Farm fire share in Delhi’s pollution but opposition parties are in denial: Gopal Rai – surroundings

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Delhi Surroundings Minister Gopal Rai on Monday targeted the BJP and the Congress on the issue of stubble burning, saying the share of farm fires in Delhi’s pollution has soared to 40 per cent but the opposition parties are in denial.

According to the Ministry of Soil Sciences’ air quality monitor, SAFAR, the share of stubble burning in Delhi’s pollution rose to 40 per cent on Sunday, the maximum so far this season.

It used to be 32 per cent on Saturday, 19 per cent on Friday and 36 per cent on Thursday, the second one highest this season so far.

“We have been saying it over and over again that stubble burning is a major reason in the back of severe levels of pollution in Delhi around Diwali, but the BJP and the Congress say the share of farm fires in Delhi’s pollution used to be just 4 to 6 per cent, whereas statistics show it has increased to 40 per cent,” Rai told reporters all through the launch of “Red Light On, Gaadi Off” crusade in all 272 wards of Delhi to curb vehicular pollution.

He said the Delhi government has been doing everything conceivable to curb biomass burning, and vehicular and dust pollution, “but what will have to we do approximately stubble burning?” Final year, the stubble contribution to Delhi’s pollution had peaked to 44 per cent on November 1, according to SAFAR data.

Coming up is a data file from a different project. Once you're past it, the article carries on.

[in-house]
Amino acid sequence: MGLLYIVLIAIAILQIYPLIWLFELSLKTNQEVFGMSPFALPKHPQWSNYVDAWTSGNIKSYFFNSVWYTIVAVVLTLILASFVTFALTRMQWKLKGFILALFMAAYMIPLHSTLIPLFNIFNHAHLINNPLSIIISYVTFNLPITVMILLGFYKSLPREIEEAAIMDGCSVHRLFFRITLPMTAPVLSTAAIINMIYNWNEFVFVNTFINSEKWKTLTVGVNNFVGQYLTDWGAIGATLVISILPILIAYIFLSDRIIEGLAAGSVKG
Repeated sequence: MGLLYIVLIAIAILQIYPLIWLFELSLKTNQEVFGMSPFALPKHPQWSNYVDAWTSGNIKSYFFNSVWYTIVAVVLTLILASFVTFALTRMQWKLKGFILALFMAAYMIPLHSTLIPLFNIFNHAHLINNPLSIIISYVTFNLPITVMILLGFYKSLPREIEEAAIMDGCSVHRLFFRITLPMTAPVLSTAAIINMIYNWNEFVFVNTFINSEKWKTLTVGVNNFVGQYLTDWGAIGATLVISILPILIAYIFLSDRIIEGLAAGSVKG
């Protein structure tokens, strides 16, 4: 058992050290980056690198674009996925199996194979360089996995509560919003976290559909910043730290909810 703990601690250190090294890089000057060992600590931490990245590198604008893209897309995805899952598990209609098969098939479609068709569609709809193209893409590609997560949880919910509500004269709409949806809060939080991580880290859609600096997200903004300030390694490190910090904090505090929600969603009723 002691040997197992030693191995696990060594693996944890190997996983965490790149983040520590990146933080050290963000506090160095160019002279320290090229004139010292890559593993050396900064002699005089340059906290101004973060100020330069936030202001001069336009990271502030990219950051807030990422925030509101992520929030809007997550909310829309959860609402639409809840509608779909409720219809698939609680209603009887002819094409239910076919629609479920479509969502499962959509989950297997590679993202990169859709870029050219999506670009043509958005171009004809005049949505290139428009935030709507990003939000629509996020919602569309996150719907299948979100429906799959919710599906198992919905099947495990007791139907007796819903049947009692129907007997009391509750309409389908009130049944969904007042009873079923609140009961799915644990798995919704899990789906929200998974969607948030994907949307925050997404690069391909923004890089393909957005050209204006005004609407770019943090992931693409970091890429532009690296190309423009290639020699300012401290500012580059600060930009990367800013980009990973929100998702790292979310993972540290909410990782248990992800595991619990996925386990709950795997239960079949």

NASA’s satellite imagery showed a large, dense cluster of fire dots covering Punjab and parts of Haryana and Uttar Pradesh.

Rai said air pollution combined with the Covid-19 pandemic will also be “catastrophic” and strict action on the ground used to be more important than creating new commissions The Centre introduced a new law recently through an ordinance that put in place a powerful Commission for Air Quality Management in the National Capital Region and adjoining areas to curb air pollution.

On the Rajasthan government banning bursting of firecrackers, the minister said, “Pollution is defined by the air shed. There’s a need for collective action. In Delhi, it used to be repeatedly being said that the rising pollution level is because of stubble burning in neighbouring states, and the response we received from the central government and states used to be that there is not any alternative to stubble burning.” In Delhi, the administration sprayed the bio decomposer developed by Indian Agricultural Research Institute, Pusa, in non-Basmati rice fields to prevent stubble burning.

“The preliminary reports have been extremely positive. Chief Minister Arvind Kejriwal will ascertain the ground reality at Hiranki village on November 4,” he said.

“We wish to tell the states and the central government that there is not any cheaper alternative than this (bio decomposer). We request them to physically witness the bio decomposer at work,” he added.

(This story has been published from a wire agency feed without modifications to the text. Only the headline has been changed.)

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